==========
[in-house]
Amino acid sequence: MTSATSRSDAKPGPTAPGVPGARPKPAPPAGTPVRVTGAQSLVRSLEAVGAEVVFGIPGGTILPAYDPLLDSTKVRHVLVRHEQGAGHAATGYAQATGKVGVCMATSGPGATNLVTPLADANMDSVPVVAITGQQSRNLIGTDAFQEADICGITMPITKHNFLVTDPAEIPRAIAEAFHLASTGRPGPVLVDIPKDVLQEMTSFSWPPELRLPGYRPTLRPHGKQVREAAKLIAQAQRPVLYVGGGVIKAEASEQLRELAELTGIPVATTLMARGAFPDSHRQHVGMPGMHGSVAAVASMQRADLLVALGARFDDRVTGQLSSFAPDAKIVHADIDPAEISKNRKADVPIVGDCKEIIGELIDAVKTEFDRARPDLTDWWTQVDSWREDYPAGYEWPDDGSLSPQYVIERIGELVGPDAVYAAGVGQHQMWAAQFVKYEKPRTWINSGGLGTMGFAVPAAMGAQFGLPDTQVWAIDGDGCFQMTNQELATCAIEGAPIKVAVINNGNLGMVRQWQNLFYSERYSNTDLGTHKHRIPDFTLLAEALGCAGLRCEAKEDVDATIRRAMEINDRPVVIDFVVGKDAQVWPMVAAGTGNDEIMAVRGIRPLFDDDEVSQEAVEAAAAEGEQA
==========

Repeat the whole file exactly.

[in-house]
Amino acid sequence: MTSATSRSDAKPGPTAPGVPGARPKPAPPAGTPVRVTGAQSLVRSLEAVGAEVVFGIPGGTILPAYDPLLDSTKVRHVLVRHEQGAGHAATGYAQATGKVGVCMATSGPGATNLVTPLADANMDSVPVVAITGQQSRNLIGTDAFQEADICGITMPITKHNFLVTDPAEIPRAIAEAFHLASTGRPGPVLVDIPKDVLQEMTSFSWPPELRLPGYRPTLRPHGKQVREAAKLIAQAQRPVLYVGGGVIKAEASEQLRELAELTGIPVATTLMARGAFPDSHRQHVGMPGMHGSVAAVASMQRADLLVALGARFDDRVTGQLSSFAPDAKIVHADIDPAEISKNRKADVPIVGDCKEIIGELIDAVKTEFDRARPDLTDWWTQVDSWREDYPAGYEWPDDGSLSPQYVIERIGELVGPDAVYAAGVGQHQMWAAQFVKYEKPRTWINSGGLGTMGFAVPAAMGAQFGLPDTQVWAIDGDGCFQMTNQELATCAIEGAPIKVAVINNGNLGMVRQWQNLFYSERYSNTDLGTHKHRIPDFTLLAEALGCAGLRCEAKEDVDATIRRAMEINDRPVVIDFVVGKDAQVWPMVAAGTGNDEIMAVRGIRPLFDDDEVSQEAVEAAAAEGEQA